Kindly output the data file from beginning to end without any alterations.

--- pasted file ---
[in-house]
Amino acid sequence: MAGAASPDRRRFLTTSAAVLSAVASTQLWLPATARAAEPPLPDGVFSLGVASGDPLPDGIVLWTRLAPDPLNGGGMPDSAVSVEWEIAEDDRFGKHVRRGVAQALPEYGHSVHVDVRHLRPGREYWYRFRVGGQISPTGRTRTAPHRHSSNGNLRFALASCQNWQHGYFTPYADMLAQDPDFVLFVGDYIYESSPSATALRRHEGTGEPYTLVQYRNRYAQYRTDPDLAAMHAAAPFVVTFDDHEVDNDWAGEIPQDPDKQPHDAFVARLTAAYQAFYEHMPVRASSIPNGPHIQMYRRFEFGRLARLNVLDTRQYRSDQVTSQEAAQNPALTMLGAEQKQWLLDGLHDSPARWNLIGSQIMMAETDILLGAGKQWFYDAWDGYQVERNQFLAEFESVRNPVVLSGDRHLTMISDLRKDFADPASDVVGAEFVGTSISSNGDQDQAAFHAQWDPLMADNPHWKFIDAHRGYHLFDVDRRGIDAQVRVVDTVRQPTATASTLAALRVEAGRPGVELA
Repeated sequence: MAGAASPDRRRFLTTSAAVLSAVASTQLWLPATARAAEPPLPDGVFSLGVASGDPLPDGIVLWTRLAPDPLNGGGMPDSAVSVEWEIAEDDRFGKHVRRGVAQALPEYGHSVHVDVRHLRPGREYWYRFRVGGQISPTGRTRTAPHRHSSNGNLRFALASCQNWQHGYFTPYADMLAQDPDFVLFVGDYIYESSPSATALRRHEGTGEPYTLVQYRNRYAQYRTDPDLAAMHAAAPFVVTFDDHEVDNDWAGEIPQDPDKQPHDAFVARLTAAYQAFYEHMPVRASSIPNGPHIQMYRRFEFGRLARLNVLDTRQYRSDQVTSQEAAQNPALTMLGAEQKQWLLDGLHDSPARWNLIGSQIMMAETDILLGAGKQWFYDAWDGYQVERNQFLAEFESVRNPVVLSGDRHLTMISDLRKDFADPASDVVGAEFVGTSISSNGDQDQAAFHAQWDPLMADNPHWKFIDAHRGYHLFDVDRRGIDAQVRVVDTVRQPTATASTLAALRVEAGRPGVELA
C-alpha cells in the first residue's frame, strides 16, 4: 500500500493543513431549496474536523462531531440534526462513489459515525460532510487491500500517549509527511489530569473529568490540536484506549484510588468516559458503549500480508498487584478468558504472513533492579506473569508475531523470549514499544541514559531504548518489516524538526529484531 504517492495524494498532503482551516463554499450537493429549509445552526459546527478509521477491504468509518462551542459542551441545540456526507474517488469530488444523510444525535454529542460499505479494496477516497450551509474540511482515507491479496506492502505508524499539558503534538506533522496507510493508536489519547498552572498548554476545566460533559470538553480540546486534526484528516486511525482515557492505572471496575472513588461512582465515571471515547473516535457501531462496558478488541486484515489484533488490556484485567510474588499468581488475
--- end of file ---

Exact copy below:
[in-house]
Amino acid sequence: MAGAASPDRRRFLTTSAAVLSAVASTQLWLPATARAAEPPLPDGVFSLGVASGDPLPDGIVLWTRLAPDPLNGGGMPDSAVSVEWEIAEDDRFGKHVRRGVAQALPEYGHSVHVDVRHLRPGREYWYRFRVGGQISPTGRTRTAPHRHSSNGNLRFALASCQNWQHGYFTPYADMLAQDPDFVLFVGDYIYESSPSATALRRHEGTGEPYTLVQYRNRYAQYRTDPDLAAMHAAAPFVVTFDDHEVDNDWAGEIPQDPDKQPHDAFVARLTAAYQAFYEHMPVRASSIPNGPHIQMYRRFEFGRLARLNVLDTRQYRSDQVTSQEAAQNPALTMLGAEQKQWLLDGLHDSPARWNLIGSQIMMAETDILLGAGKQWFYDAWDGYQVERNQFLAEFESVRNPVVLSGDRHLTMISDLRKDFADPASDVVGAEFVGTSISSNGDQDQAAFHAQWDPLMADNPHWKFIDAHRGYHLFDVDRRGIDAQVRVVDTVRQPTATASTLAALRVEAGRPGVELA
Repeated sequence: MAGAASPDRRRFLTTSAAVLSAVASTQLWLPATARAAEPPLPDGVFSLGVASGDPLPDGIVLWTRLAPDPLNGGGMPDSAVSVEWEIAEDDRFGKHVRRGVAQALPEYGHSVHVDVRHLRPGREYWYRFRVGGQISPTGRTRTAPHRHSSNGNLRFALASCQNWQHGYFTPYADMLAQDPDFVLFVGDYIYESSPSATALRRHEGTGEPYTLVQYRNRYAQYRTDPDLAAMHAAAPFVVTFDDHEVDNDWAGEIPQDPDKQPHDAFVARLTAAYQAFYEHMPVRASSIPNGPHIQMYRRFEFGRLARLNVLDTRQYRSDQVTSQEAAQNPALTMLGAEQKQWLLDGLHDSPARWNLIGSQIMMAETDILLGAGKQWFYDAWDGYQVERNQFLAEFESVRNPVVLSGDRHLTMISDLRKDFADPASDVVGAEFVGTSISSNGDQDQAAFHAQWDPLMADNPHWKFIDAHRGYHLFDVDRRGIDAQVRVVDTVRQPTATASTLAALRVEAGRPGVELA
C-alpha cells in the first residue's frame, strides 16, 4: 500500500493543513431549496474536523462531531440534526462513489459515525460532510487491500500517549509527511489530569473529568490540536484506549484510588468516559458503549500480508498487584478468558504472513533492579506473569508475531523470549514499544541514559531504548518489516524538526529484531 504517492495524494498532503482551516463554499450537493429549509445552526459546527478509521477491504468509518462551542459542551441545540456526507474517488469530488444523510444525535454529542460499505479494496477516497450551509474540511482515507491479496506492502505508524499539558503534538506533522496507510493508536489519547498552572498548554476545566460533559470538553480540546486534526484528516486511525482515557492505572471496575472513588461512582465515571471515547473516535457501531462496558478488541486484515489484533488490556484485567510474588499468581488475